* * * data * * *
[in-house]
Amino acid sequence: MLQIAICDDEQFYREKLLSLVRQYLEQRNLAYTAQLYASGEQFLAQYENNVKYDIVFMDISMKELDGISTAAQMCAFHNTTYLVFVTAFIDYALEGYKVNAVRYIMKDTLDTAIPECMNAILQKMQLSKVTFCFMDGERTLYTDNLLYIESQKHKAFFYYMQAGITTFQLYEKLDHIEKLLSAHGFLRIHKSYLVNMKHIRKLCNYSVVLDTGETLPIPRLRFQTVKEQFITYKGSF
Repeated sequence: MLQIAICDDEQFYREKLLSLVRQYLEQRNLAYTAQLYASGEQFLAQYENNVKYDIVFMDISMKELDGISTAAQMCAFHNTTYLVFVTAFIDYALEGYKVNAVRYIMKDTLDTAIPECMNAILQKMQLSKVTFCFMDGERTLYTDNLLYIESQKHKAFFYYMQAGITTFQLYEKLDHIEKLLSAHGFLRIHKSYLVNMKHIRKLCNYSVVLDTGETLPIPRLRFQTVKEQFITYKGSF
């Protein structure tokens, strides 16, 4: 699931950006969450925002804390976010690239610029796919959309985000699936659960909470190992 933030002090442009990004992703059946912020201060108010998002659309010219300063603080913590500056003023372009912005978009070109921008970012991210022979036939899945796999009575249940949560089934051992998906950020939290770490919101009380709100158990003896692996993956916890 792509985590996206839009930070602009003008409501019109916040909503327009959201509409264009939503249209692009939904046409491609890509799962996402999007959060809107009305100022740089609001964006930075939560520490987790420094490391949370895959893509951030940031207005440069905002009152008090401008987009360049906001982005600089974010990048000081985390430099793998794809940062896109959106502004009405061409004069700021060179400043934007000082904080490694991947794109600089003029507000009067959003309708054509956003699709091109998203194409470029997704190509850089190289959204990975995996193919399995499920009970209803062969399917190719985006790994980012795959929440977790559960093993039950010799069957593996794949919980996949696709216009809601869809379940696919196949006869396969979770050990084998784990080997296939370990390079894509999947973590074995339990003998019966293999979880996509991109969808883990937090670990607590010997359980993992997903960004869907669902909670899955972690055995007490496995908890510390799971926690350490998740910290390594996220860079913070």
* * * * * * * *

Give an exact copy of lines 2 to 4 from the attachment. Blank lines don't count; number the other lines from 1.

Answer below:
Amino acid sequence: MLQIAICDDEQFYREKLLSLVRQYLEQRNLAYTAQLYASGEQFLAQYENNVKYDIVFMDISMKELDGISTAAQMCAFHNTTYLVFVTAFIDYALEGYKVNAVRYIMKDTLDTAIPECMNAILQKMQLSKVTFCFMDGERTLYTDNLLYIESQKHKAFFYYMQAGITTFQLYEKLDHIEKLLSAHGFLRIHKSYLVNMKHIRKLCNYSVVLDTGETLPIPRLRFQTVKEQFITYKGSF
Repeated sequence: MLQIAICDDEQFYREKLLSLVRQYLEQRNLAYTAQLYASGEQFLAQYENNVKYDIVFMDISMKELDGISTAAQMCAFHNTTYLVFVTAFIDYALEGYKVNAVRYIMKDTLDTAIPECMNAILQKMQLSKVTFCFMDGERTLYTDNLLYIESQKHKAFFYYMQAGITTFQLYEKLDHIEKLLSAHGFLRIHKSYLVNMKHIRKLCNYSVVLDTGETLPIPRLRFQTVKEQFITYKGSF
């Protein structure tokens, strides 16, 4: 699931950006969450925002804390976010690239610029796919959309985000699936659960909470190992 933030002090442009990004992703059946912020201060108010998002659309010219300063603080913590500056003023372009912005978009070109921008970012991210022979036939899945796999009575249940949560089934051992998906950020939290770490919101009380709100158990003896692996993956916890 792509985590996206839009930070602009003008409501019109916040909503327009959201509409264009939503249209692009939904046409491609890509799962996402999007959060809107009305100022740089609001964006930075939560520490987790420094490391949370895959893509951030940031207005440069905002009152008090401008987009360049906001982005600089974010990048000081985390430099793998794809940062896109959106502004009405061409004069700021060179400043934007000082904080490694991947794109600089003029507000009067959003309708054509956003699709091109998203194409470029997704190509850089190289959204990975995996193919399995499920009970209803062969399917190719985006790994980012795959929440977790559960093993039950010799069957593996794949919980996949696709216009809601869809379940696919196949006869396969979770050990084998784990080997296939370990390079894509999947973590074995339990003998019966293999979880996509991109969808883990937090670990607590010997359980993992997903960004869907669902909670899955972690055995007490496995908890510390799971926690350490998740910290390594996220860079913070």